One of the core values of Northpoint Bible College is commitment to fostering community among its faculty, staff, students, and alumni. This value has been developed into a value statement which reads, “We honor our rich heritage of affirming relationship and diversity as foundations for our community. Our daily life transforms routine functions to foster an environment of growth, care, support, and encouragement for one another.”


Community is not only an important part of Northpoint’s DNA, but it was also a key element of the early church as noted in Acts 2:42: “They [the church] devoted themselves to the apostles’ teaching and to fellowship, to the breaking of bread and to prayer.” The concept of the “fellowship” of the believers was a core element of the early Christian message because it was a central focus of Christ’s teaching. Its importance was stressed by Jesus who, on the evening of His betrayal, instructed the disciples, “A new command I give you: Love one another. As I have loved you, so you must love one another. By this everyone will know that you are my disciples, if you love one another” (John 13:34). The hallmark of a believer was the love that they showed one another in the community of faith. John the Apostle emphasizes this theme in his first epistle and warns “whoever does not love does not know God, because God is love” (1 John 4:8). In fact, those who claim to “be in the light” are “still in the darkness” if they “hate a fellow believer” (1 John 2:9). In additional explanations in John’s letter (and many other references in the New Testament), the importance of love in the community of God is emphasized. In turn, the love that we demonstrate to fellow believers will impact our witness to those outside the community of God. Mistreatment of others within the church will certainly not attract others to join such an environment. But if someone sees genuine love and service within the church, how attractive (and strange) that would appear! This type of love would draw unbelievers to the true love that they are seeking in God.


The theological basis for the topic of community is clearly evident in Scripture. The practical question is “how do online students become involved in the community of Northpoint?” After all online students are not on campus to connect with the community. Here are some practical steps you can take to engage in the richness of the Northpoint family.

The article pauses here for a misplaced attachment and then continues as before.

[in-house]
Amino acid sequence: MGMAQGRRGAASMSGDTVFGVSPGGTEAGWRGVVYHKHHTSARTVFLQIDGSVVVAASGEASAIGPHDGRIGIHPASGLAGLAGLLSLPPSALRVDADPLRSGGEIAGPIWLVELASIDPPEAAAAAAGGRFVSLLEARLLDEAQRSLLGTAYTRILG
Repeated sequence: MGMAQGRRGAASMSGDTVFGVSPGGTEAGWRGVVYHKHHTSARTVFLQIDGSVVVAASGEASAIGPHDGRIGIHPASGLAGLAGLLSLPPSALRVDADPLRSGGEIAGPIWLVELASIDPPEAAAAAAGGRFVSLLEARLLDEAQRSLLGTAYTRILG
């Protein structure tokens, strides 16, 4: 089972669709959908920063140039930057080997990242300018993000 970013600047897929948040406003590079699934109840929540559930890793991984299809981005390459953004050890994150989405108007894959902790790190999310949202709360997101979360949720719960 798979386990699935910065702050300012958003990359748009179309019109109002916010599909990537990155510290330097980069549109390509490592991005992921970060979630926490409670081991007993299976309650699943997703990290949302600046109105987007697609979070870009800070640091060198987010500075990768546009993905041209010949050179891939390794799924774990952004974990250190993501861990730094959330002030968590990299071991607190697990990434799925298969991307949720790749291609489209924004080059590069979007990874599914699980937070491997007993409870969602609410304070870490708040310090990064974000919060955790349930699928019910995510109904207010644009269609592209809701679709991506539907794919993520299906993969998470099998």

1. Watch Northpoint’s chapels. The weekly chapel services are livestreamed at 11:00 am from Mondays through Thursdays each week (available from our website or Canvas). Watching chapel is a great opportunity to see the family of Northpoint, hear them worship, and of course participate in the moving of the Spirit since the Spirit of God is not limited by location. You will also often hear from the president as he addresses issues facing the Northpoint and Pentecostal communities at large. He frequently casts the vision of Northpoint and reminds us of our core values and mission. By streaming chapel you will be encouraged and directed just as the campus community is. In addition, you will have access to the wealth of knowledge and experience from speakers who address the community. Chapel is a vital part of the Northpoint transformative experience, so make it a habit to tune in daily to participate. Plus days of fasting and prayer (from 9-12 am once a month) are an extra blessing!
  2. Engage with fellow students and faculty in your classes. In the heat of a semester, it is easy to become task focused to the point of ignoring the needs and pain of others. One way to intentionally build community is to be sensitive to the needs of fellow students in your online courses. Pay attention when people mention difficulties or situations that they have endured (or are enduring). Offer to pray for them in that situation and encourage them with your words. Send an encouraging email just to remind them that God is ever present. Be sensitive to and be used by the Spirit. And always be gracious in your communication to others knowing that we all need grace and forgiveness. Finally, be thankful. Contact staff members who have helped you in the registration and enrollment or financial process and thank them for their time or send them an encouraging email. Let faculty members know how an assignment has encouraged or helped you. By doing these things you will be loving others and building community as 1 John 4:21 instructs.
  3. Love others where you are. One of the most practical ways to participate in the community of Northpoint is to show the love of God right where you are – in your church. Every week students of Northpoint fan across New England to attend churches to learn to minister and to love people. So each week as you participate in your local church love others as demonstrated by Christ in Scripture. When you do so, as a representative of this school’s training you are extending the community of Northpoint into the local church body you serve. You are loving and serving as Christ did and that is the heart of the core value that Northpoint is promoting.

What an honor and privilege it is to be a part of the body of Christ where everyone is not only important to the whole but loved by God in spite of ourselves. May the value of community at Northpoint continue to thrive as we follow John’s admonition: “Dear children, let us not love with words or speech but with actions and in truth” (1 John 3:18).